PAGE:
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Advice from a small business owner: Why it’s okay being small

by Geoff Anderson on June 3, 2015
Business

After 22 years of running a successful small business I’ve accepted, and in fact embraced, the joy of being small.

I have a video production business and I have a part time editor (although he’s kept pretty busy) and I work with freelance cameramen, producers and directors. I see a lot of small businesses feeling pressured to grow, get bigger, take on more staff.

I’ve had opportunities to do that over the decades but each time I’ve looked at it and considered this question:

Will this be of benefit or will it cause more stress, more costs, less time and less profit to my business?

And you should ask yourself the same.

I guess for an entrepreneur I’m conservative. When I started my business I wanted to enjoy it. And I have.

For some people they want to be the next Steve Jobs and I wish them all the best. For me, however, I simply want to enjoy what I do and be rewarded appropriately for my creativity and expertise. It has always been about the journey. About enjoying the ride.

I’ve seen people who work relentlessly until they retire and then die. What’s the point? It’s as if they are working so that they can achieve a lifestyle but forget to have a lifestyle along the way. Now is the only time we have to enjoy ourselves.

So I keep it simple. I book in crew for the jobs as they come up. I have tried having full time staff in the past but I found myself spending days thinking about what I can do to keep them busy during the quiet times. It would have been easier for me to pay them to go the beach so I could focus on the next sale I needed to generate.

Today more than ever it is easier to run a global small business with virtual and freelance staff.

People are available throughout the world on sites like Upwork, fiverr.com, freelancer, and 99 designs. For a small price you can compete globally.

Having a small operation allows me the freedom to prioritise how I want to spend my time. I’m free to schedule the school pickups, the ski holidays, the long weekends.

Of course there is also the responsibility to step up and work the extra hours when it’s required. At the end of the day the bank balance will always reflect how well your business is working.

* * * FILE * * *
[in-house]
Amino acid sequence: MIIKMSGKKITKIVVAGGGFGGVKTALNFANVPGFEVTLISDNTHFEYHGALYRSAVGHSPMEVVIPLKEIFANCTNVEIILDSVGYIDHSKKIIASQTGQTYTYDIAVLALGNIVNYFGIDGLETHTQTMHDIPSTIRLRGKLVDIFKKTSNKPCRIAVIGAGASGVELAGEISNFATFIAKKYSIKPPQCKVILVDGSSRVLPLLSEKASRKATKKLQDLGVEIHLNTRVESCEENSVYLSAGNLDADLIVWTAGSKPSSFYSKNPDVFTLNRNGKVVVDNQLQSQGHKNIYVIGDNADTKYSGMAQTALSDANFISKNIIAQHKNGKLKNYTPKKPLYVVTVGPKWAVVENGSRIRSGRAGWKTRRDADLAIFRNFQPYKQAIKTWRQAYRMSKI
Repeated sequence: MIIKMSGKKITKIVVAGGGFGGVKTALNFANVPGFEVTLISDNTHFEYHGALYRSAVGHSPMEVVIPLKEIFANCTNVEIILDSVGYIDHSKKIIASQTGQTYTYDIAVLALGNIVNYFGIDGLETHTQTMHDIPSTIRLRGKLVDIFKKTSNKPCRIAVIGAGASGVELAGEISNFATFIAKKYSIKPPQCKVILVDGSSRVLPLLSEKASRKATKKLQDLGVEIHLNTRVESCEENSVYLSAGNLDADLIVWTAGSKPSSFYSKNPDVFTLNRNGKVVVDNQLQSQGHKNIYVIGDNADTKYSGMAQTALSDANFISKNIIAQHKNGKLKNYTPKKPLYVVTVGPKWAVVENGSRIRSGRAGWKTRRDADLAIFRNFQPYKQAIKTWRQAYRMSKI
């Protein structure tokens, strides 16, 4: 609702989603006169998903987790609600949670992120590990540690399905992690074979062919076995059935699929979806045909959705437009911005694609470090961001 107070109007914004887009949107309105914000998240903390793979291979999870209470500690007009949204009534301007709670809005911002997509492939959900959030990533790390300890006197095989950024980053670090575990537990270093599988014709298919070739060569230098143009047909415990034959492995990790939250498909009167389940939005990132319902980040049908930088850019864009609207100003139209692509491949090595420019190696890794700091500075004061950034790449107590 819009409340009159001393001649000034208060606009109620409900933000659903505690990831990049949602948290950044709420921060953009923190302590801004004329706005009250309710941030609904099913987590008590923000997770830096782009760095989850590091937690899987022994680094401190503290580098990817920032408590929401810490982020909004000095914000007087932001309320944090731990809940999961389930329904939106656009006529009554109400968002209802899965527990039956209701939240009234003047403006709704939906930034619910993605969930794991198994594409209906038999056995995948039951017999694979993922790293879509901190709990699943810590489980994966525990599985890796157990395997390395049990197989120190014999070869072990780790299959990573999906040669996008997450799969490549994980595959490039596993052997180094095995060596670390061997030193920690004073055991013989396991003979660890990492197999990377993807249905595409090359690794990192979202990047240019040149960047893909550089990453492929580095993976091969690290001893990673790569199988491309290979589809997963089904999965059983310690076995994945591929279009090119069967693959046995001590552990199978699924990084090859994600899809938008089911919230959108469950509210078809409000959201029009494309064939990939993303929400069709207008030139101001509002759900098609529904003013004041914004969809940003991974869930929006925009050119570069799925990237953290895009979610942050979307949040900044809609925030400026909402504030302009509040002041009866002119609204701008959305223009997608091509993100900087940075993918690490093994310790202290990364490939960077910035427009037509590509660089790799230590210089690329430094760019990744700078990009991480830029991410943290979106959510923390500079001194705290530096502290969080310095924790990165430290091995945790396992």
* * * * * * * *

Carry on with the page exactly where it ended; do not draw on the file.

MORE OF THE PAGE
For many years the mantra of business experts is that growth equals success. But how do we define growth? Is it a higher turnover? More profit? A bigger office? More staff? Or is it personal growth and development? Or is the mantra misguided?

My turnover has remained fairly steady for the last fifteen years. I haven’t grown in the traditional sense. Personally I’ve grown and I have enjoyed myself. For me success is about being happy.

For me success is about being happy.

Having health, happiness and love around you and the time to enjoy it.

And there is always growth of sorts happening in my business. I need to embrace new technologies, set new goals, develop new markets. Being steady and stable is not the same as being still.

There still needs to be activity focused on current goals. I guess my point is how big, hairy and audacious do you need your goals to be? That comes down to the individual and where they are at in their lives.

If you have a young family then you will never have another time to watch your children grow and change every day. So is now the time to prioritise your business so you can be present for those moments? That’s a personal choice.

For me being a parent is a priority and by having a business that I run, rather than a business that runs me, I am able to make time to be present for my children.

Let me clarify a point however:

Being small doesn’t mean doing it alone.

On the contrary having a robust team around allows you the freedom to enjoy your business. The key is to develop a team of freelance workers who work alongside when you need and alongside others when you don’t need them.

It’s about being smarter in how you distribute your workload so that quality results are being achieved with or without you. So before you take that next leap, ask yourself why are you doing it? Is it because someone told you that’s what a business does, or is it because that’s what you really want?

For me I want to enjoy myself and this is how I do it.

What is your why? Tell us in the comments below!

Check out Get Your Life Back ebook by Kasia Gospos, founder of Leaders in Heels, on how you can streamline and automate your business and life so that you have more time for what you really love.

Geoff Anderson
Geoff Anderson loves helping his clients tell their stories through video. Since 1993 he has owned and operated Sonic Sight, a video production facility in Sydney Australia. He has worked for clients on productions throughout Australia, New Zealand, Singapore and the US. Geoff as a video producer, a camera man, an editor, a director and a scriptwriter. Geoff is the author of "Shoot Me Now - making videos to boost business". He presents on the topic of using video to boost business. Geoff has been a radio announcer and has two children, Cassie and Max.
 
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